Contact, Incorporation, and the North American Southeast

  • Shirley A. Hollis Indiana University, Purdue University Fort Wayne


The broadening of the world-system, which involves the geographic expansion into previously external areas and integration of new economies into its network of economic relationships, is represented in world-system scholarship by two competing views. On the one hand, Wallerstein and his associates treat incorporation as being specifically contingent on the routine and systematic economic exchange for durable goods produced in the previously external area to the benefit of the core. In contrast, Hall and Chase-Dunn contend that incorporation is a synchronous process that takes different forms depending onthe relative locations within the hierarchical world-economy of both the previously external areas and the incorporating area. Using the sixteenth-century North American Southeast as an episode of incorporation, this study examines the contact relationship between early European explorers and the indigenous groups in the formerly external area. My goal is to illuminate more fully how contact may permanently alter the social organization and relations within the region and, consequently, the form taken by subsequent integration into the world-system.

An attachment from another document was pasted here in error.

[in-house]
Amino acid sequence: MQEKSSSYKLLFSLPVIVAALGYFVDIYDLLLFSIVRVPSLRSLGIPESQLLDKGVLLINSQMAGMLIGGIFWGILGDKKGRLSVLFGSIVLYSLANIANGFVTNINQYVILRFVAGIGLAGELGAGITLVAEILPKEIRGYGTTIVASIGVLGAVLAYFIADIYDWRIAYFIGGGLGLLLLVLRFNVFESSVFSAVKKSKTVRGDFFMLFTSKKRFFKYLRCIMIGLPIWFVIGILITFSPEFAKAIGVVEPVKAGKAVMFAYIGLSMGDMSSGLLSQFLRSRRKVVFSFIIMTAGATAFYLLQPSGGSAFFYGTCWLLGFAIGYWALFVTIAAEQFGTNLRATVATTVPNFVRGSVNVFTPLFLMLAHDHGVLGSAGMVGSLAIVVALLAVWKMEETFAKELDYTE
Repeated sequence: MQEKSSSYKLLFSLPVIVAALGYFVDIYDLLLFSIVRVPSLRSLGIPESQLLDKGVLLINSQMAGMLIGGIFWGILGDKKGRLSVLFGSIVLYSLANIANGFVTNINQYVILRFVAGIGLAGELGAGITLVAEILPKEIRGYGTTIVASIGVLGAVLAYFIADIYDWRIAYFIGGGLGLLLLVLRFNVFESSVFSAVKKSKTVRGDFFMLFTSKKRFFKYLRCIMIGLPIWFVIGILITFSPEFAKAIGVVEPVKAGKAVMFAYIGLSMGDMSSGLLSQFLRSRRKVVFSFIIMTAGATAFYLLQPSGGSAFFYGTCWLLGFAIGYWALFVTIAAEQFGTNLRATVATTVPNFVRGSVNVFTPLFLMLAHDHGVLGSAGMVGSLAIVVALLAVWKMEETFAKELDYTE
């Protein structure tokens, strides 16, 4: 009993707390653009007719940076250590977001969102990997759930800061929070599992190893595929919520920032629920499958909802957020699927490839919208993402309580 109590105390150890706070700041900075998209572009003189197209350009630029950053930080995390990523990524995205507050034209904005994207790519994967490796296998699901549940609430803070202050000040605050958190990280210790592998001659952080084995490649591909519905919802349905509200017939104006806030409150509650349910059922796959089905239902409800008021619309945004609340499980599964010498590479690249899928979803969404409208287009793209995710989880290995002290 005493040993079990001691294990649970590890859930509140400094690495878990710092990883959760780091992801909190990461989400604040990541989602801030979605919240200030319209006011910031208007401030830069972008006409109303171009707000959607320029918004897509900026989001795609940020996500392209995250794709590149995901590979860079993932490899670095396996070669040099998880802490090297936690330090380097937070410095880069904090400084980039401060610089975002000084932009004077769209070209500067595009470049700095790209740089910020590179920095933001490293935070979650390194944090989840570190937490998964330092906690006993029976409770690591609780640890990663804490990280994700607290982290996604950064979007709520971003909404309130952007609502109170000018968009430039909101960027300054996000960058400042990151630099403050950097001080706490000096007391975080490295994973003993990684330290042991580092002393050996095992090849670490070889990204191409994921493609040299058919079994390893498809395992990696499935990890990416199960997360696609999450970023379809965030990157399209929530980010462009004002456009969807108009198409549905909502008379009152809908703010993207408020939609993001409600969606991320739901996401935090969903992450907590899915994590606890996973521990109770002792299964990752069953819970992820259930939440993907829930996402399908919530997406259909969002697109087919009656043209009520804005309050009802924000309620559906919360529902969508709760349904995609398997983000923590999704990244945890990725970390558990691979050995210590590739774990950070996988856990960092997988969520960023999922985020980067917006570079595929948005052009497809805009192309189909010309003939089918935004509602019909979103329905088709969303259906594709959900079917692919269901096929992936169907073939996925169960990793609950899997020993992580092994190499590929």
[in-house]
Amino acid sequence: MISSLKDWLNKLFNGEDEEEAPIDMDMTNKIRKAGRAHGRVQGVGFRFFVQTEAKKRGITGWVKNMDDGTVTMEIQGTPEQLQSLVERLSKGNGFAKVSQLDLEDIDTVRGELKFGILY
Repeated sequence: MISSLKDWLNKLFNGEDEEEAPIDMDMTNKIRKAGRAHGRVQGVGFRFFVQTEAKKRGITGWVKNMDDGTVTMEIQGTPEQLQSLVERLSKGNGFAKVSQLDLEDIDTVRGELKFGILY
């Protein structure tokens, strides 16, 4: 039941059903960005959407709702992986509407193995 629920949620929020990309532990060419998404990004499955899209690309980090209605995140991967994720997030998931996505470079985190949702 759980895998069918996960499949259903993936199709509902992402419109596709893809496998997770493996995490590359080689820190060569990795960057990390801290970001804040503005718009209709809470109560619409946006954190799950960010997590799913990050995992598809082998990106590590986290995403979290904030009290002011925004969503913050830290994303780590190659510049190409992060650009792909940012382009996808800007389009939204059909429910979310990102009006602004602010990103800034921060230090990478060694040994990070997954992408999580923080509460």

How to Cite
Hollis, S. A. (2005). Contact, Incorporation, and the North American Southeast. Journal of World-Systems Research, 11(1), 95-130.
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